No doubt, May will seek to continue after this. She will put on a brave face, try to get the EU to shift and maintain the dignified consistency she has managed to date. But it is a dead parrot, no matter how much she nails its feet  to the perch. And the bullshit involved in pretending otherwise continues to scupper any chance that the cynicism now rampant across the British public will make whoever has to sort out a future for them out of the impending Brexit train wreck will have their work cut out to be believed, let alone successful.

bull·shit (NOUN) [ˈbo͝olˌSHit]
  1. stupid or untrue talk or writing; nonsense.
    synonyms:
    rubbish · balderdash · gibberish · claptrap · blarney · guff · blather
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A Different Kind of Norway+

Norwegian Air Shuttle (NAS) started small. It was founded on 22 January 1993 from the bankrupt wreckage of Norwegian regional airline Busy Bee by 50 then-redundant former employees. Using three Fokker 50 aircraft, they contracted with  Braathens to link the scattered cities on Norway’s west coast. For the next decade, they grew steadily and profitably on this basis until SAS took over and absorbed Braathens, unilaterally cancelling contracts that should have been given 18 months’ notice.

Norwegian shrugged off this setback by re-purposing its fleet of MD-80 short-haul jets to become a low-cost carrier between Scandinavia and Eastern Europe. This was reinforced by their 2007 purchase of FlyNordic from Finnair. That same year, they ordered 42 Boeing 737s and their fleet of these had grown to 78 by 2011. By then, they had started leasing the new Boeing 787 Dreamliners for long-distance use between Europe and both west coast USA and the Far East.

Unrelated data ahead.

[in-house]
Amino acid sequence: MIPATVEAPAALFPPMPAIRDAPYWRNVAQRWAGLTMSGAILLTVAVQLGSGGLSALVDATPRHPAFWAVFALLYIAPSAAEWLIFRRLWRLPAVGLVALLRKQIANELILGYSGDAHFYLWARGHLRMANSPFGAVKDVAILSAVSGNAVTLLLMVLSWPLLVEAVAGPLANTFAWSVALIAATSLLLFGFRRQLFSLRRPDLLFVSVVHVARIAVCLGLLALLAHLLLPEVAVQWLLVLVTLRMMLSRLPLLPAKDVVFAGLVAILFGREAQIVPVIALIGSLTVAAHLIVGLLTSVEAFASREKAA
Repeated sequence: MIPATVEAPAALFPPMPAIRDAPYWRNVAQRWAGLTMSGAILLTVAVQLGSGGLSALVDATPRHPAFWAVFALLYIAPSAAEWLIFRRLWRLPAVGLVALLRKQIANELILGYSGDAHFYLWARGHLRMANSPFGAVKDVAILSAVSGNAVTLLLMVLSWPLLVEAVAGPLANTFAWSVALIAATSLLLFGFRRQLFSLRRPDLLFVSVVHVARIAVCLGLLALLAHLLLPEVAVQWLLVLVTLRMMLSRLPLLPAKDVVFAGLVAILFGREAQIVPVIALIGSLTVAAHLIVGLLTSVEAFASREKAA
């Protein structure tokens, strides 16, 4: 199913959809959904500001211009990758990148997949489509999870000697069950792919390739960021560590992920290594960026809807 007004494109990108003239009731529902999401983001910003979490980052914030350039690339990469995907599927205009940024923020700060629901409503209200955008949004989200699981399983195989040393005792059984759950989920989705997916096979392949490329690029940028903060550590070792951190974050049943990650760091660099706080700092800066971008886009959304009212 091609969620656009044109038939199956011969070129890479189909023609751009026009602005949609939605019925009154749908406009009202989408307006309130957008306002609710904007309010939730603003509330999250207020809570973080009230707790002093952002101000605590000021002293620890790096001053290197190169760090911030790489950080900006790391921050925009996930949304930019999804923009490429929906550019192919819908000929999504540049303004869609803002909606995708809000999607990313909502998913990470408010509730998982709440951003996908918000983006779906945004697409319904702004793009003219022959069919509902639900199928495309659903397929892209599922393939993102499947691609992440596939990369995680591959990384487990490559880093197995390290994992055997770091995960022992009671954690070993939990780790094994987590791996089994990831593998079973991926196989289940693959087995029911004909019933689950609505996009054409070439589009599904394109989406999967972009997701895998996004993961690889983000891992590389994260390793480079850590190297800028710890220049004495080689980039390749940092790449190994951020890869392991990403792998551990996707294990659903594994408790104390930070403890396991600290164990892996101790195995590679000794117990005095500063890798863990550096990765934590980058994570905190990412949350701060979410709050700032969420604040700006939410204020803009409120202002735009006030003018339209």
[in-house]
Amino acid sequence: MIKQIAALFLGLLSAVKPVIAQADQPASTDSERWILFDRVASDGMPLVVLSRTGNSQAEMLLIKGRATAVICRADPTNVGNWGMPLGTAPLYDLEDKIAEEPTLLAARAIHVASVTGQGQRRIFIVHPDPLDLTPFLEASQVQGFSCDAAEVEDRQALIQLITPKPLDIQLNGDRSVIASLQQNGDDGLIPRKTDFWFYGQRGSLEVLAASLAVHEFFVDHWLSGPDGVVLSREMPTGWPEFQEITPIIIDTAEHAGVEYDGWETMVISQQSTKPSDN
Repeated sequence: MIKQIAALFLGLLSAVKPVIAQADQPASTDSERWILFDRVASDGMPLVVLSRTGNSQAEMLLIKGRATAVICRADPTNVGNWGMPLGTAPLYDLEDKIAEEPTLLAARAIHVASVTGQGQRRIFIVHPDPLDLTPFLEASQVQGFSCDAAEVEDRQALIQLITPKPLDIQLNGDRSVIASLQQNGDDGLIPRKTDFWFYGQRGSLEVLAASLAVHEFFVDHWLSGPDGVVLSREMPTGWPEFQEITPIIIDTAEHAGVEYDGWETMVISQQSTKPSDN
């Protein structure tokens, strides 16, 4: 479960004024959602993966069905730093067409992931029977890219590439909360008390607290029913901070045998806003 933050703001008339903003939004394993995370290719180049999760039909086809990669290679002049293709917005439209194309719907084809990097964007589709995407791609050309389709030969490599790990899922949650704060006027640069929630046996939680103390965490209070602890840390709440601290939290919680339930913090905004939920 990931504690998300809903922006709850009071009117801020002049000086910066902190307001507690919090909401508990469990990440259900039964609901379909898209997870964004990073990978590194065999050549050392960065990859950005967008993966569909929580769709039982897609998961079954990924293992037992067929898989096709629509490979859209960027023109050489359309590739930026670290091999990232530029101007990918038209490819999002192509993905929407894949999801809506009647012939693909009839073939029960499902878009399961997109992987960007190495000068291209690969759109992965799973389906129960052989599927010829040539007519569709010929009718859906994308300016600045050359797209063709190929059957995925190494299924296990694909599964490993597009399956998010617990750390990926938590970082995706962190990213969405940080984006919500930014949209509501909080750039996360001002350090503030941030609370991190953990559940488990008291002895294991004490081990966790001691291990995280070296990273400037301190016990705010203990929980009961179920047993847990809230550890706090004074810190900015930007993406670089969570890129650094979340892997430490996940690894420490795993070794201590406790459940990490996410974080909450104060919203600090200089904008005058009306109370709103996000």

Such a massive expansion was made possible by significant restructuring and creative financing, including sale and lease-back of much of its fleet. The spectacular growth has been led by by CEO and largest shareholder Bjørn Kjos, Under the control of Norwegian Air Shuttle ASA is a bewildering variety of associated subsidiaries. The group’s revenue passed £1bn in 2015 and has grown since—nu 30% in 2017. In its 26 years, it has grown to be the ninth-largest low-cost airline in the world.

nasroutes

It has managed to do this by luring passengers away from both conventional and low-cost airlines in Europe and by competing very effectively on long-haul routes—especially to North America—by bringing low-cost competition to airlines like BA. Not only does Norwegian undercut them on price but the Dreamliners used are faster, quieter and more comfortable than BA’s fleet of aging 747 Jumbos. But this growth has come at a cost.  Net profit in 2017 was a loss of around £100m, although it is difficult to be precise because of the flurry of operations run through subsidiaries. Although the stock trades on the Oslo exchange with an EPS ratio round 9, the stock value has halved since its peak of NOK 377 in 2015. (£1 ~11Norwegian Kroner). NAS’ capital structure shows ratio of its debt to equity stands at a dangerous level over 1,000 to 1.

By last summer, the financial gnomes of Canary Wharf and Wall Street had written NAS off as good to invest in only in hopes of a takeover by some other airline. Those in the know were advising friends not to book with Norwegian, in case they found themselves stranded. But NAS has flown on into the winter, paying its bills and keeping its vast network of routes carrying over 30m passengers during 2018. Even the Wall Street Journal admitted that (to paraphrase Mark Twain) rumours of its death had been greatly exaggerated.